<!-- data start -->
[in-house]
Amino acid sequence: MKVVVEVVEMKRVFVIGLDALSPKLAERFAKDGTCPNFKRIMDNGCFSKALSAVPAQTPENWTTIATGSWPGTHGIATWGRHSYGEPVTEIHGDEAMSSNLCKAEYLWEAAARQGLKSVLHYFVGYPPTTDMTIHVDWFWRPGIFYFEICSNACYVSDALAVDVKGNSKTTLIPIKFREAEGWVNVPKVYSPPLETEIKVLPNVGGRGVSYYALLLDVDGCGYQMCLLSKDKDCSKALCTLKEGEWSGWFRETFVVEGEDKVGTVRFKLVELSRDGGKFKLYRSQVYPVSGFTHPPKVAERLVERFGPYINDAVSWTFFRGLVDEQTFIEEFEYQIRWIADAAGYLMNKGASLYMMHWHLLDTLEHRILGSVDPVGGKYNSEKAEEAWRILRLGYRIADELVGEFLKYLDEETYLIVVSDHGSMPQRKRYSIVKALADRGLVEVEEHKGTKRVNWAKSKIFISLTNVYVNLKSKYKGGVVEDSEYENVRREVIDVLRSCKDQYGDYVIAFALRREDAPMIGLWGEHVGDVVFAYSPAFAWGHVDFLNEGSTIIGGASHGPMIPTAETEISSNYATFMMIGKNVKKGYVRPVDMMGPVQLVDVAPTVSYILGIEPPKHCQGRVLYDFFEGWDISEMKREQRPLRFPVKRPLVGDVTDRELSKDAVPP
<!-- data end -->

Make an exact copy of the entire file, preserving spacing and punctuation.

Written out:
[in-house]
Amino acid sequence: MKVVVEVVEMKRVFVIGLDALSPKLAERFAKDGTCPNFKRIMDNGCFSKALSAVPAQTPENWTTIATGSWPGTHGIATWGRHSYGEPVTEIHGDEAMSSNLCKAEYLWEAAARQGLKSVLHYFVGYPPTTDMTIHVDWFWRPGIFYFEICSNACYVSDALAVDVKGNSKTTLIPIKFREAEGWVNVPKVYSPPLETEIKVLPNVGGRGVSYYALLLDVDGCGYQMCLLSKDKDCSKALCTLKEGEWSGWFRETFVVEGEDKVGTVRFKLVELSRDGGKFKLYRSQVYPVSGFTHPPKVAERLVERFGPYINDAVSWTFFRGLVDEQTFIEEFEYQIRWIADAAGYLMNKGASLYMMHWHLLDTLEHRILGSVDPVGGKYNSEKAEEAWRILRLGYRIADELVGEFLKYLDEETYLIVVSDHGSMPQRKRYSIVKALADRGLVEVEEHKGTKRVNWAKSKIFISLTNVYVNLKSKYKGGVVEDSEYENVRREVIDVLRSCKDQYGDYVIAFALRREDAPMIGLWGEHVGDVVFAYSPAFAWGHVDFLNEGSTIIGGASHGPMIPTAETEISSNYATFMMIGKNVKKGYVRPVDMMGPVQLVDVAPTVSYILGIEPPKHCQGRVLYDFFEGWDISEMKREQRPLRFPVKRPLVGDVTDRELSKDAVPP